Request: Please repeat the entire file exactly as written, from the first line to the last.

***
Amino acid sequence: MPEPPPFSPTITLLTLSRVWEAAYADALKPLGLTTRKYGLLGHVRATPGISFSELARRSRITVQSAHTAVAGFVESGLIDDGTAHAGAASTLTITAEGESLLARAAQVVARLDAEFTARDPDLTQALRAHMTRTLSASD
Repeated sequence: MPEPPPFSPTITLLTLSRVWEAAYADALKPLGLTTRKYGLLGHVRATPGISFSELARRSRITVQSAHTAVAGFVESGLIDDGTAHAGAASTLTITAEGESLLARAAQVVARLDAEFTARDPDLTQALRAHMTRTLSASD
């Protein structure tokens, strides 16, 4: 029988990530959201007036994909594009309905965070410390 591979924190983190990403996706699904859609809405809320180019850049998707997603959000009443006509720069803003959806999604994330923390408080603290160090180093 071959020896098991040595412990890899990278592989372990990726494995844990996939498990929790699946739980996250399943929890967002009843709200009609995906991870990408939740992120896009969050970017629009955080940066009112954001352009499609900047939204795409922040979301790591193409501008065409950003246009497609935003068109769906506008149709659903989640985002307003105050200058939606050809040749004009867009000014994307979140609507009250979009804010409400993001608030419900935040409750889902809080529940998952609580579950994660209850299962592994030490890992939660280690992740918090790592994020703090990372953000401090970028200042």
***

Amino acid sequence: MPEPPPFSPTITLLTLSRVWEAAYADALKPLGLTTRKYGLLGHVRATPGISFSELARRSRITVQSAHTAVAGFVESGLIDDGTAHAGAASTLTITAEGESLLARAAQVVARLDAEFTARDPDLTQALRAHMTRTLSASD
Repeated sequence: MPEPPPFSPTITLLTLSRVWEAAYADALKPLGLTTRKYGLLGHVRATPGISFSELARRSRITVQSAHTAVAGFVESGLIDDGTAHAGAASTLTITAEGESLLARAAQVVARLDAEFTARDPDLTQALRAHMTRTLSASD
């Protein structure tokens, strides 16, 4: 029988990530959201007036994909594009309905965070410390 591979924190983190990403996706699904859609809405809320180019850049998707997603959000009443006509720069803003959806999604994330923390408080603290160090180093 071959020896098991040595412990890899990278592989372990990726494995844990996939498990929790699946739980996250399943929890967002009843709200009609995906991870990408939740992120896009969050970017629009955080940066009112954001352009499609900047939204795409922040979301790591193409501008065409950003246009497609935003068109769906506008149709659903989640985002307003105050200058939606050809040749004009867009000014994307979140609507009250979009804010409400993001608030419900935040409750889902809080529940998952609580579950994660209850299962592994030490890992939660280690992740918090790592994020703090990372953000401090970028200042």